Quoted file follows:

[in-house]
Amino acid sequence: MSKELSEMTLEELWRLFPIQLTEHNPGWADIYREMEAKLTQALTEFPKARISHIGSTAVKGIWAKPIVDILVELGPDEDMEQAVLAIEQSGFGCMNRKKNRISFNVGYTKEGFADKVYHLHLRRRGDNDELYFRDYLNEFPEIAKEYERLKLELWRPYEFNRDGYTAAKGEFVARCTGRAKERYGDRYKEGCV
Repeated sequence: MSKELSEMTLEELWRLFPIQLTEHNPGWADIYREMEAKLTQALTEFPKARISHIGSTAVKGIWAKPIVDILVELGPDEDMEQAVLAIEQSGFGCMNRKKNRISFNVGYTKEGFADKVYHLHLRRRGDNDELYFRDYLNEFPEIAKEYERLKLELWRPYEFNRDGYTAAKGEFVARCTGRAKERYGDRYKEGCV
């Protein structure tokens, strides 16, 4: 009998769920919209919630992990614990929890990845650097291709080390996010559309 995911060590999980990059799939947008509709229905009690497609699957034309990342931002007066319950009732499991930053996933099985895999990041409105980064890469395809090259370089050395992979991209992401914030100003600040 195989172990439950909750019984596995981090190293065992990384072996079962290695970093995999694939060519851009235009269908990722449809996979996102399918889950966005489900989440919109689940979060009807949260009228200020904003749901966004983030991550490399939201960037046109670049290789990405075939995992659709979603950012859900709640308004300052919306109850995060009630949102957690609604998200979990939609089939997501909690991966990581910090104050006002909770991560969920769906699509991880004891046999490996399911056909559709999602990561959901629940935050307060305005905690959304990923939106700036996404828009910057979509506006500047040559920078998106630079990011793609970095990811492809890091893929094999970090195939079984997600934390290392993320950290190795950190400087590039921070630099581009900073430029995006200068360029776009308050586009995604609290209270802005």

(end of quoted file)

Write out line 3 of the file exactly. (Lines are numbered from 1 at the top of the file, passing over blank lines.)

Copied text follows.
Repeated sequence: MSKELSEMTLEELWRLFPIQLTEHNPGWADIYREMEAKLTQALTEFPKARISHIGSTAVKGIWAKPIVDILVELGPDEDMEQAVLAIEQSGFGCMNRKKNRISFNVGYTKEGFADKVYHLHLRRRGDNDELYFRDYLNEFPEIAKEYERLKLELWRPYEFNRDGYTAAKGEFVARCTGRAKERYGDRYKEGCV